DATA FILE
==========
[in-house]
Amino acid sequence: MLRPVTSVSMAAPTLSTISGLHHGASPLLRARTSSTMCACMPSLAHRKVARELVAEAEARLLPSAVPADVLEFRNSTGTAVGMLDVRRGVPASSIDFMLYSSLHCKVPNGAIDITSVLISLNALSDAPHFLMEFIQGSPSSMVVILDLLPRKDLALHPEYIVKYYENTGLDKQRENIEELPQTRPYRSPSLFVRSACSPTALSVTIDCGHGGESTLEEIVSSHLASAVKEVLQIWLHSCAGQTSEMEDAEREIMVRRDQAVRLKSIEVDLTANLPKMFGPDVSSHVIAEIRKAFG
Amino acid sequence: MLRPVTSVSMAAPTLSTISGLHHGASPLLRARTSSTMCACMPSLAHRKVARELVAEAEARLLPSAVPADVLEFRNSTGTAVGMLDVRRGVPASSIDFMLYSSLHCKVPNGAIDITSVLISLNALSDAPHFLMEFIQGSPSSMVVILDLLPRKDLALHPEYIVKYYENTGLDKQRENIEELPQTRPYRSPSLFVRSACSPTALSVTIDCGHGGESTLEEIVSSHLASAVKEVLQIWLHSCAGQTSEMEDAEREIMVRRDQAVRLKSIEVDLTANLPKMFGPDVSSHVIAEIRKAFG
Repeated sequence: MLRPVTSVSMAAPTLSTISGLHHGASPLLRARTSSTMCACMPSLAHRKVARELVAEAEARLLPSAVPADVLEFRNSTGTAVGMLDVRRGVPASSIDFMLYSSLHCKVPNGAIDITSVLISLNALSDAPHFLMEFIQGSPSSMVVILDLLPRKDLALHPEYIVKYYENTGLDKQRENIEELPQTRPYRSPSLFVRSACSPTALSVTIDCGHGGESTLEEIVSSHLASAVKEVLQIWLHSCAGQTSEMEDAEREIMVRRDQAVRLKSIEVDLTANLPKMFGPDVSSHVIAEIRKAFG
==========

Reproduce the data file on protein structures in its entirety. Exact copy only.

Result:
[in-house]
Amino acid sequence: MLRPVTSVSMAAPTLSTISGLHHGASPLLRARTSSTMCACMPSLAHRKVARELVAEAEARLLPSAVPADVLEFRNSTGTAVGMLDVRRGVPASSIDFMLYSSLHCKVPNGAIDITSVLISLNALSDAPHFLMEFIQGSPSSMVVILDLLPRKDLALHPEYIVKYYENTGLDKQRENIEELPQTRPYRSPSLFVRSACSPTALSVTIDCGHGGESTLEEIVSSHLASAVKEVLQIWLHSCAGQTSEMEDAEREIMVRRDQAVRLKSIEVDLTANLPKMFGPDVSSHVIAEIRKAFG
Amino acid sequence: MLRPVTSVSMAAPTLSTISGLHHGASPLLRARTSSTMCACMPSLAHRKVARELVAEAEARLLPSAVPADVLEFRNSTGTAVGMLDVRRGVPASSIDFMLYSSLHCKVPNGAIDITSVLISLNALSDAPHFLMEFIQGSPSSMVVILDLLPRKDLALHPEYIVKYYENTGLDKQRENIEELPQTRPYRSPSLFVRSACSPTALSVTIDCGHGGESTLEEIVSSHLASAVKEVLQIWLHSCAGQTSEMEDAEREIMVRRDQAVRLKSIEVDLTANLPKMFGPDVSSHVIAEIRKAFG
Repeated sequence: MLRPVTSVSMAAPTLSTISGLHHGASPLLRARTSSTMCACMPSLAHRKVARELVAEAEARLLPSAVPADVLEFRNSTGTAVGMLDVRRGVPASSIDFMLYSSLHCKVPNGAIDITSVLISLNALSDAPHFLMEFIQGSPSSMVVILDLLPRKDLALHPEYIVKYYENTGLDKQRENIEELPQTRPYRSPSLFVRSACSPTALSVTIDCGHGGESTLEEIVSSHLASAVKEVLQIWLHSCAGQTSEMEDAEREIMVRRDQAVRLKSIEVDLTANLPKMFGPDVSSHVIAEIRKAFG